London-based fossil-fuel energy firm Cluff Resources has announced plans to extract gas from the Firth of Forth following a major coal find.
AIM-listed Cluff Natural Resources said a report by independent assessors estimated there were up to 335 million tonnes of coal to be mined in the Forth estuary.
Cluff said the find was enough to power millions of homes and it now plans to build the UK’s first deep offshore underground coal gasification (UGC) plant.
Cluff said its assessment had identified two coal seams at its Kincardine UGC licence which had 43 million tonnes of “stranded” coal of sufficient quality for a UGC plant.
The licence covers an area of 37.6 sq km of tidal estuary waters – and includes the ‘Gulf of Gullane’ shale-oil ‘sweetspot’ in East Lothian, which could extend as far south as Dalkeith in Midlothian.
Fears – however much ill-founded – have led to local community groups in East and Mid Lothian rapidly organising ‘anti-fracking’ meetings in church halls and community centres.
Cluff Resources’ chairman and chief executive Algy Cluff said: “The development of UCG around the Kincardine licence area would result in the creation of new jobs, help protect existing industry as well as create significant supply chain benefits.
“The emerging UCG industry has a significant role to play in unlocking the UK’s most abundant indigenous energy resource which, with the imminent closure of the last deep coal mines, is now otherwise effectively beyond reach.”
“We believe that UCG will help provide a cleaner energy, diversity of supply and energy security for the UK, and we look forward to updating the market on our developments at our Kincardine Licence area with respect to this.”
Cluff Resources has gained the following petroleum exploration licences (which include oil, shale and gas rights) across the UK from the Dept. of Energy in London;
Dee Estuary 6,953 hectares
Loughor Estuary 4,207
Kincardine Bay 3,687
Largo Bay 7,796
North Cumbria 8,238
In it latest annual report Cluff said these five licences provide the company with a critical mass in terms of its portfolio of UCG assets and brings the total offshore area available for UCG development to 30,881 hectares.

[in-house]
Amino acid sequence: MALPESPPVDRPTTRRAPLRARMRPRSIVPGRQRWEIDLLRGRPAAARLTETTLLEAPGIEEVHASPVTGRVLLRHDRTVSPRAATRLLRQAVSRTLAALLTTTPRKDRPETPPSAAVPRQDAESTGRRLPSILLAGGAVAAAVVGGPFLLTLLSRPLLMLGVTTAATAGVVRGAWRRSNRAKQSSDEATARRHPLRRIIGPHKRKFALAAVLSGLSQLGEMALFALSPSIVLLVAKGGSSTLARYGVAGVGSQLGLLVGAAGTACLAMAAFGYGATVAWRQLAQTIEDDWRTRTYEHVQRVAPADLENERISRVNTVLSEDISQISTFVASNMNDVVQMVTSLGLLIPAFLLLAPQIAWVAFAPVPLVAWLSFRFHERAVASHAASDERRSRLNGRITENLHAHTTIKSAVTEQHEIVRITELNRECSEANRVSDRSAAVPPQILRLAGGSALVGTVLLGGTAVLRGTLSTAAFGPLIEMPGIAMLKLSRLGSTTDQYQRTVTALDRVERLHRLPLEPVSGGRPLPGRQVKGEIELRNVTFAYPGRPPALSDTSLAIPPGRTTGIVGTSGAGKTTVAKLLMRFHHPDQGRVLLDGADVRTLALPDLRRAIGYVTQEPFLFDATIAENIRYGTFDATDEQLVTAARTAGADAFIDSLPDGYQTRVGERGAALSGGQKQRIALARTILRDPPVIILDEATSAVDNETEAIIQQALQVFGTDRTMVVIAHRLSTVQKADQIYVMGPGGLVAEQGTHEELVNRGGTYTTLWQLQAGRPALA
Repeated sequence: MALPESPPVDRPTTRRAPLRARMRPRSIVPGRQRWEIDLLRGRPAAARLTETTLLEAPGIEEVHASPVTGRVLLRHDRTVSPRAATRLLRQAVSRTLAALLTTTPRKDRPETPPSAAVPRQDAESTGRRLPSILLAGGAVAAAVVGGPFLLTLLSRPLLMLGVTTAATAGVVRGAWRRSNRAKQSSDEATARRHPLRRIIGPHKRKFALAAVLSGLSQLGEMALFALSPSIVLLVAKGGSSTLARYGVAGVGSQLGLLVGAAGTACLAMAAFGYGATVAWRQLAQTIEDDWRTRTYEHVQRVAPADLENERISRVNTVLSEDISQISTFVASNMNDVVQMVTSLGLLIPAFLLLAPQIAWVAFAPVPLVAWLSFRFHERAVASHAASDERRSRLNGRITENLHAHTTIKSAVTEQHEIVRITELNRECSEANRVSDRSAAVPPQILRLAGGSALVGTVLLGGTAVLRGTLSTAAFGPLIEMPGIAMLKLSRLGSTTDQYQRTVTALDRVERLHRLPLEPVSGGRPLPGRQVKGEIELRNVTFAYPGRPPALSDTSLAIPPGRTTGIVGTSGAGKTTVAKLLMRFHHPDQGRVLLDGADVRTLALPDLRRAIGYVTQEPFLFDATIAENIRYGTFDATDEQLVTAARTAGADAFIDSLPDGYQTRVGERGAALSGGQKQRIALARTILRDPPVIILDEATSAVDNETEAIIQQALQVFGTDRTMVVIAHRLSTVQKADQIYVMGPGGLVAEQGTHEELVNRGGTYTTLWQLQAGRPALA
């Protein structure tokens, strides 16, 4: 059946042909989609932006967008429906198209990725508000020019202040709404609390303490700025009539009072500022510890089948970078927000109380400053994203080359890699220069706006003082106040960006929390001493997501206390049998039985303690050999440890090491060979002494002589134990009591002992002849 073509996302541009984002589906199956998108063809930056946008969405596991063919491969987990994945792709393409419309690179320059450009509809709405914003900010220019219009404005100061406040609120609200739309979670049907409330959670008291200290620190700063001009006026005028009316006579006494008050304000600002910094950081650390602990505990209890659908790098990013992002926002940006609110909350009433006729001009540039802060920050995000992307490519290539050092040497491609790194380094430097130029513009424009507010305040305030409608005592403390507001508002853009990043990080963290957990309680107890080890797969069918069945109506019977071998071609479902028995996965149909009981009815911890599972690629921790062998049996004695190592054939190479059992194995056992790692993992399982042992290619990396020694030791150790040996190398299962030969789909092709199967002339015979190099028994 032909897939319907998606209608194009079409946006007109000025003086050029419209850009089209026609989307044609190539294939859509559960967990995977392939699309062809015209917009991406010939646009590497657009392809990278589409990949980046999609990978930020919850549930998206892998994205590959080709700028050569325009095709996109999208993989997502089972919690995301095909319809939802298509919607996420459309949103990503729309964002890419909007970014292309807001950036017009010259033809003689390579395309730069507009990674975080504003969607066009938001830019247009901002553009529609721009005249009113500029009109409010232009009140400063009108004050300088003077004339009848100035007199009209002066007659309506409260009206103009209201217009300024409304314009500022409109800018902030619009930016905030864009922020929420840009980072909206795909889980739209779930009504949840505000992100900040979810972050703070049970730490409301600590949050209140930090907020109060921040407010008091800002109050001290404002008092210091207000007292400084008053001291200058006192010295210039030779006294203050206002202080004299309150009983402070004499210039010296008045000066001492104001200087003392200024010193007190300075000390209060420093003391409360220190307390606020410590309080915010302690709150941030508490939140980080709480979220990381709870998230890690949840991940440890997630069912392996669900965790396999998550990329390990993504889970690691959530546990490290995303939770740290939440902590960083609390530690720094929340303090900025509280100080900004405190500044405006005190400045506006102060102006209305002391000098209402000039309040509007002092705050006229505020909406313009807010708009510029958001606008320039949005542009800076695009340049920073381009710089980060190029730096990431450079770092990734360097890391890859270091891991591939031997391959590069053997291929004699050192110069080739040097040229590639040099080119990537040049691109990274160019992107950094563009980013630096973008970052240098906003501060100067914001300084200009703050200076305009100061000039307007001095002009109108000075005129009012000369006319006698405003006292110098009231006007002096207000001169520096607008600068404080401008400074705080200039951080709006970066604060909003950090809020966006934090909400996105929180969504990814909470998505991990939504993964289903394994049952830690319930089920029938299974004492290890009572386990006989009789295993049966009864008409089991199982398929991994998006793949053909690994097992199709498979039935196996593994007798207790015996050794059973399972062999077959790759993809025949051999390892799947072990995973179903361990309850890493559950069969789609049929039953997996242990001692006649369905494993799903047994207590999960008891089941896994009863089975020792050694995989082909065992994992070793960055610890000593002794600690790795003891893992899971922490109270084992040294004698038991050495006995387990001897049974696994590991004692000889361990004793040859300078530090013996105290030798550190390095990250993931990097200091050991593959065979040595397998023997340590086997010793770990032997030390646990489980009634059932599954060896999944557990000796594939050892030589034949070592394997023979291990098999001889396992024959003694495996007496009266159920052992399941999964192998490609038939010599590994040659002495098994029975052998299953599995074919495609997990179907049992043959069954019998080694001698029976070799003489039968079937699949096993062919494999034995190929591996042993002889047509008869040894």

The five licences are strategically spread between Scotland, (11,483 hectares), Wales (4,207 hectares) and England (15,191) hectares.
Cluff Resources – led by veteran N. Sea oil explorer Algy Cluff – is now firmly focused on developing the licence areas for UCG.
It is assembling a team of specialists – including Andrew Nunn, former exploration manager at Dart Energy which is applying to mine coal-bed methane in the Stirling/Falkirk coal field around Airth – to identify the most suitable sites for the first UCG project, with a view to ultimately making the confirmatory test and exploration drill holes. And Graham Swindells – appointed as Cluff finance director at the latest annual meeting – qualified as a chartered accountant in Scotland.
Geological mapping of the Cluff sites in the Forth estuary is now underway, environmental requirements are being assessed, and industrial customers for the gas – potentially including the Ineos’ operated petro-chem refinery at nearby Grangemouth – are being identified.
Cluff’s economic models have also shown that gas at highly competitive prices can be supplied to industry around the UCG production wellheads, and the business model being actively pursued is that of an alternative gas supplier.
Algy Cluff added: “Our UCG licences already granted have been chosen for their well-known coal attributes and, equally importantly, for their location in close proximity to industrial activity with large energy demand.
“Our two Firth of Forth licences are particularly important in this respect and we are also attracted by the Cumbrian coastline, also known as Britain’s “Energy Coast”, where our licenced inshore coal is situated alongside the industrial areas of Workington and Whitehaven.
“UCG in these inshore coal areas offer the UK the potential of a secure and long lasting source of gas for industrial and power generation use, which on all the third party estimates reviewed to date, will be cheaper than imported natural gas.
“The exploration risks are deemed small, because the coal is already well explored – and deep UCG (more than 600 metres), which we plan to do inshore – is extremely unlikely to contaminate water supplies.
“UCG, which involves partially burning large seams of coal underground to produce a mixture known as syngas, could bring much-needed energy security to the UK as gas from conventional sources dwindles.
“This is the continuation of North Sea development by other means. It’s the North Sea mark two.”
Analysts at Panmure Gordon said: “UCG could potentially unlock huge, untapped and indigenous coal resources, helping to secure the country’s energy supply for many years against a current backdrop of increasing reliance on imported gas.”
Algy Cluff, has extensive experience and contacts obtained during 40 years’ of successful investing in the natural resource sector. In 1975, Algy was involved in the discovery of the Buchan oil field, the 14th discovery made in the UK North Sea. In the same way, Cluff Natural Resources is now aiming to become a pioneer in the unlocking of stranded coal in the UK.
Cluff Resources currently has 100% working interest in eight Deep Underground Coal Gasification (‘UCG’) Licences in the UK covering a total of 61,274 hectares of Carmarthenshire and the Dee Estuary, the North Wales/Merseyside border, the Firth of Forth near Kincardine, Scotland, North Cumbria, Largo Bay, Durham North, Durham South and Maryport.